EPO has a relatively "big" "standard error" in the sense discussed above; in addition, it is not a 'univariate' test but one with blotches and other messy things. There are lots of places where errors can be made, since there are a lot of steps. Many (but not necessarily most) errors would likely lead to greater difficulty in detecting EPO through the test (this is the argument made by some in the supposed LA tests of the "B" samples for EPO when they had not been tested for EPO before and had been frozen for five or six years).

Sorry this is not better constructed and/or thought out/corrected, but I am hurried at work.
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Postby Snation » Thu Sep 07, 2006 6:21 pm

Does the Jones case affect the credibility of the various organizations responsible for testing?

No this doesn't affect the credibility of those orgs. It should give people pause about jumping to conclusions based on one result. And it should give warning to organizations not to leak 'A' results. I think it is 80/20 or 90/10 that Jones is a drug cheat. However, I also think that her confidentiality should be maintained.

Fans should realize there is nothing 100% or 0%.

It isn't easy to understand the tests. Very technical. For instance the EPO test uses a form of gel elctrophoresis. EPO and rhEPO have the same protein sequence, but different sugars attached. Thus a lab can identify the rhEPO form by seperating out the proteins from other stuff in urine, then using chemiluminiscence to identify 'bands' on the 'proteins'. (I believe using an antibody). The distinction is made by visual inspection.

There are lots of pitfalls along the way. The urine needs to be superconcentrated. Enzymes in the urine can degrade the proteins. etc.

It was thought that if A and B samples were positive, the that was a true+; however there is now debate on one possible false +.

You can also see that perhaps testing A and B samples weeks apart might lead to some problems. I don't know that for a fact.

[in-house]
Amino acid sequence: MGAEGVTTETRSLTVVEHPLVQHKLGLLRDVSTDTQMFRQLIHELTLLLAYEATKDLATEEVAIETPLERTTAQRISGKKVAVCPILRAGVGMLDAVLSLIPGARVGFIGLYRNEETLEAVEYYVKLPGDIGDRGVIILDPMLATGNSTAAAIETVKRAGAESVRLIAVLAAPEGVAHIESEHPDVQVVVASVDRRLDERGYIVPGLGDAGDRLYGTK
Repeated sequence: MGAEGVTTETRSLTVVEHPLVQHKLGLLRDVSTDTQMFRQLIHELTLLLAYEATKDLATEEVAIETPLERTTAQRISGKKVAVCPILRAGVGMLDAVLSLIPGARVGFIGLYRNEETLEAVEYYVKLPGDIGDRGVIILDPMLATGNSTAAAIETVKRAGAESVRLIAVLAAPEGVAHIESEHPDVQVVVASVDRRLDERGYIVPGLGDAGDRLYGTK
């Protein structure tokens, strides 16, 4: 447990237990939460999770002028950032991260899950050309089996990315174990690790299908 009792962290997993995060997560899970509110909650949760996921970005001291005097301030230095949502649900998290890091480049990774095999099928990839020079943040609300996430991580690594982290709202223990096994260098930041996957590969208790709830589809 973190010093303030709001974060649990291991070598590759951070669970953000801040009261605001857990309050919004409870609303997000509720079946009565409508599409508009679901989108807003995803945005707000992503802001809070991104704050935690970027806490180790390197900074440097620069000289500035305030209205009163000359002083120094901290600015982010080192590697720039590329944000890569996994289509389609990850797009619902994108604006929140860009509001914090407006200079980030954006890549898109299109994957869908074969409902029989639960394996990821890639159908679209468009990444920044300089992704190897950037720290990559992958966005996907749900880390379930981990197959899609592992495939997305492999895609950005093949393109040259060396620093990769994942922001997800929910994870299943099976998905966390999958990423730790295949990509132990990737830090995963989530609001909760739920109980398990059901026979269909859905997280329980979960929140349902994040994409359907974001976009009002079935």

The T:E ratio, relies on Mass Spectrometry(IRMS), where quantitative levels of T and E are determined.

The mean T:E is 1.33 +/- 0.86. That means 67% of the population is within one SD (0.47 to 2.19); 95% of the population is with 2SD -0.61 to 3.15; and 99.7% of the population is within 3SD -1.47 to 4.01. (if this is a normal distribution - a bell curve).

So you can see that if you are in the top 0.15% percents, you could have a 'false positive' T:E ratio, in other words the lab could report you as abnormal (taking something to screw up the ratio), when you had an abnornally high ratio based on your biology.

Thus this test is preliminary to to a GC-IRMS to detect synthetic carbons on the T.

Other foreign substances are detected by HPPLC or High Res MS. There isn't much need to determine mean and SD since your endogenous nandrolone level should be 0.
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Of course there can be monkey business, even in the lab. Poisoned vials. Contamination. Malfunctions on machines. Mixups in specimen handling.

And that is why it is never 100% or 0%.
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Postby 26mi235 » Fri Sep 08, 2006 5:13 am

Thank you, Snation